Recent Publications of Interest to SSAWW Members


Women and Authorship in Revolutionary America
Angela Vietto, Eastern Illinois University
Women and Gender in the Early Modern World
In distinct contrast to earlier studies on early US women's authorship, this
book argues that women writers in Revolutionary America viewed civic
participation as a key component of the social role of authorship, and that
they used authorship as a means to contribute publicly to the evolving
creation of the new nation's political and social identities.
Angela Vietto analyzes poetry, letters, religious texts, essays and plays by
early American writers Mercy Otis Warren, Sarah Osborn and Susanna Anthony,
Hannah Adams, Eunice Smith, Jenny Fenno, Sarah Pogson Smith, Judith Sargent
Murray and Hannah Griffitts, among others.

Includes 4 b&w illustrations
October 2006 978-0-7546-5338-7 Hardback 158 pages 0
7546 5338 2
Available from Ashgate Publishing


Roman, Camille. ELIZABETH BISHOP'S WORLD WAR II-COLD WAR VIEW. New York and London: Palgrave Macmillan of St. Martin's Press, 2001, 2004.

This the first full study of the poet's negotiations of mid-twentieth-century national politics, culminating in Bishop's year as national poet laureate in 1949-1950.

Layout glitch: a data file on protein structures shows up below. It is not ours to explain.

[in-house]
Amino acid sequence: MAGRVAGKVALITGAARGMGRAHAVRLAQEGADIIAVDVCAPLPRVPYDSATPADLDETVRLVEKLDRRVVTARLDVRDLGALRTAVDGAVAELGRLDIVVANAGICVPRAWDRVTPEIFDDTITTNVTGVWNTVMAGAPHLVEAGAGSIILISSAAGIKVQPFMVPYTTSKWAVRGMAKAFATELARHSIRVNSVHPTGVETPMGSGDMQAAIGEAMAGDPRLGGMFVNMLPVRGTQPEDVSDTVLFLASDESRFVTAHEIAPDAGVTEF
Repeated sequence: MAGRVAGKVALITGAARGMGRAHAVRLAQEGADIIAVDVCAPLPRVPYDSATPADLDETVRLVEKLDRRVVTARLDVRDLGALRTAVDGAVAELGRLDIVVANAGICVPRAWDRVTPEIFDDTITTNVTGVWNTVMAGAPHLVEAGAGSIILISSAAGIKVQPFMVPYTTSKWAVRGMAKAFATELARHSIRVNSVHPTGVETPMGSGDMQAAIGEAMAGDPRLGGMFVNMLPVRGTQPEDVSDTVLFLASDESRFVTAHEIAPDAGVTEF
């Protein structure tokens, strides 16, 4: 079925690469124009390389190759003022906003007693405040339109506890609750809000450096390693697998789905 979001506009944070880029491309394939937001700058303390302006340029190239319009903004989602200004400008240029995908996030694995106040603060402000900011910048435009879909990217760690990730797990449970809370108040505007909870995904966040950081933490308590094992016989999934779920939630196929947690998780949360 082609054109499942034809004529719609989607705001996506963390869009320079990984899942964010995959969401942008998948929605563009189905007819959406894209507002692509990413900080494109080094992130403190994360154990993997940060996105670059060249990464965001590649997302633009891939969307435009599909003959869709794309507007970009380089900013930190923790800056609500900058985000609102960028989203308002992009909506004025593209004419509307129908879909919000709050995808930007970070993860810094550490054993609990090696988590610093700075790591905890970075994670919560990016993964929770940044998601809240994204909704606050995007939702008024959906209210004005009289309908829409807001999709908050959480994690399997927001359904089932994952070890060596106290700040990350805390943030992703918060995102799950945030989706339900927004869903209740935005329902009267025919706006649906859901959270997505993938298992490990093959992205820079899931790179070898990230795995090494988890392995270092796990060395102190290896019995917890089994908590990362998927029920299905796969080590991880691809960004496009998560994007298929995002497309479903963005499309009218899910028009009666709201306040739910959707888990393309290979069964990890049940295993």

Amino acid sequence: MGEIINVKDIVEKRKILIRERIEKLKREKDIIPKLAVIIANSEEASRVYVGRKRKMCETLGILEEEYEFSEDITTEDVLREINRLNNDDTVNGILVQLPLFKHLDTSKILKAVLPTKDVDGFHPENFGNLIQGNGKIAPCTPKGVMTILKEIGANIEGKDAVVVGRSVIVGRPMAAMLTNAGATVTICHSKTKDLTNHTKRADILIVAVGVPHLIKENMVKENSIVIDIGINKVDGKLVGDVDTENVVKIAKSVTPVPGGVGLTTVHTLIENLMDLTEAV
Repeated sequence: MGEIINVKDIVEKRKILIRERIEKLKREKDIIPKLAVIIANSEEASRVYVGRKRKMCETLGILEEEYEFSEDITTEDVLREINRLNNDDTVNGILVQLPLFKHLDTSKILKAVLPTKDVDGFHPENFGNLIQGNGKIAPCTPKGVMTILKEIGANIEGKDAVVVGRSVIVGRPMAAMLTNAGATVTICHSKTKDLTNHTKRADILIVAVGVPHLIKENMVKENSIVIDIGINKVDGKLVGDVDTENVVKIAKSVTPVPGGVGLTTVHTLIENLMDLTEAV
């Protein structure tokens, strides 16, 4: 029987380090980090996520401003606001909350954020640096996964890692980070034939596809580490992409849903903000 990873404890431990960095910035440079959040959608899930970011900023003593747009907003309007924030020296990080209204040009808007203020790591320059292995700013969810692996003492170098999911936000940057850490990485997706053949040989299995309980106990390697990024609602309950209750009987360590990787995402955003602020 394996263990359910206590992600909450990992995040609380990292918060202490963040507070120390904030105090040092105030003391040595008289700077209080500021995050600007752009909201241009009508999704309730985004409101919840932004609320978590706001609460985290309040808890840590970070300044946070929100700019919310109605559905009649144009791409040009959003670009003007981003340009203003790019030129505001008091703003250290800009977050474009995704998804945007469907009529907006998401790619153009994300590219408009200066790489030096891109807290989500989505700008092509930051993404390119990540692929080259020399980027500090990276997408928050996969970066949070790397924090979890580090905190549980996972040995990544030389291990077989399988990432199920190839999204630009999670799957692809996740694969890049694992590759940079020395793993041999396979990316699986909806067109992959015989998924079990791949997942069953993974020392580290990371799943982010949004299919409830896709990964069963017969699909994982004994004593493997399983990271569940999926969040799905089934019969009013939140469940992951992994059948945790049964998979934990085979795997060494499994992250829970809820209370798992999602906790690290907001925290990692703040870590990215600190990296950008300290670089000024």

Managing Literacy, Mothering America: Women's Narratives on Reading and
Writing in the Nineteenth Century

Hardcover: 326 pages
Publisher: University of Pittsburgh Press (November 1, 2004)
Language: English
ISBN: 0822942356

Managing Literacy, Mothering America identifies and defines a previously
unstudied genre, the domestic literacy narrative, and provides a
cultural history of this genre from the early days of the United States
through the turn of the twentieth century.
Domestic literacy narratives often feature scenes that depict
women-mostly middle-class mothers-teaching those in their care to read,
write, and discuss literature, with the goal of promoting civic
participation. These narratives characterize literature as a source of
shared knowledge and social improvement. Authors of these works, which